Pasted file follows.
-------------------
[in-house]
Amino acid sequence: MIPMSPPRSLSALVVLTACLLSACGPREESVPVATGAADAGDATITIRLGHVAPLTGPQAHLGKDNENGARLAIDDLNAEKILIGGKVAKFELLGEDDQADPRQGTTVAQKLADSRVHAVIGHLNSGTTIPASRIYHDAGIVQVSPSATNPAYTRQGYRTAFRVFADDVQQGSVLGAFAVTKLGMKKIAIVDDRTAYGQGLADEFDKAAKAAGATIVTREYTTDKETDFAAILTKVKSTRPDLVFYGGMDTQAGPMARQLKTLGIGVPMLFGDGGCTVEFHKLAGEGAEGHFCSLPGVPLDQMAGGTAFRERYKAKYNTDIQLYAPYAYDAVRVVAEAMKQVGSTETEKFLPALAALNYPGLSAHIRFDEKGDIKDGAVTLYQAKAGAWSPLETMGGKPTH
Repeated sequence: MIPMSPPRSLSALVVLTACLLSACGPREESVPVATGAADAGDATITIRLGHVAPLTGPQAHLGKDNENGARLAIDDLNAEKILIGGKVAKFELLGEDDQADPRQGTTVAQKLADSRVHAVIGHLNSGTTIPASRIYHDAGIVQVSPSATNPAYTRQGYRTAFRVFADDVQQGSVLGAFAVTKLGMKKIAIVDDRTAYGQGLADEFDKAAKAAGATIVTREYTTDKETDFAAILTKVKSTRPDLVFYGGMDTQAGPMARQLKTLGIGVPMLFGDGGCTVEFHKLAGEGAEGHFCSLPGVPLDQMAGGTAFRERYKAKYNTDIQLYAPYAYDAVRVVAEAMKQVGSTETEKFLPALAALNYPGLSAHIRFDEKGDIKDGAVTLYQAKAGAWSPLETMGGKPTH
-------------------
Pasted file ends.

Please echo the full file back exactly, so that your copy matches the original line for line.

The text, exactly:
[in-house]
Amino acid sequence: MIPMSPPRSLSALVVLTACLLSACGPREESVPVATGAADAGDATITIRLGHVAPLTGPQAHLGKDNENGARLAIDDLNAEKILIGGKVAKFELLGEDDQADPRQGTTVAQKLADSRVHAVIGHLNSGTTIPASRIYHDAGIVQVSPSATNPAYTRQGYRTAFRVFADDVQQGSVLGAFAVTKLGMKKIAIVDDRTAYGQGLADEFDKAAKAAGATIVTREYTTDKETDFAAILTKVKSTRPDLVFYGGMDTQAGPMARQLKTLGIGVPMLFGDGGCTVEFHKLAGEGAEGHFCSLPGVPLDQMAGGTAFRERYKAKYNTDIQLYAPYAYDAVRVVAEAMKQVGSTETEKFLPALAALNYPGLSAHIRFDEKGDIKDGAVTLYQAKAGAWSPLETMGGKPTH
Repeated sequence: MIPMSPPRSLSALVVLTACLLSACGPREESVPVATGAADAGDATITIRLGHVAPLTGPQAHLGKDNENGARLAIDDLNAEKILIGGKVAKFELLGEDDQADPRQGTTVAQKLADSRVHAVIGHLNSGTTIPASRIYHDAGIVQVSPSATNPAYTRQGYRTAFRVFADDVQQGSVLGAFAVTKLGMKKIAIVDDRTAYGQGLADEFDKAAKAAGATIVTREYTTDKETDFAAILTKVKSTRPDLVFYGGMDTQAGPMARQLKTLGIGVPMLFGDGGCTVEFHKLAGEGAEGHFCSLPGVPLDQMAGGTAFRERYKAKYNTDIQLYAPYAYDAVRVVAEAMKQVGSTETEKFLPALAALNYPGLSAHIRFDEKGDIKDGAVTLYQAKAGAWSPLETMGGKPTH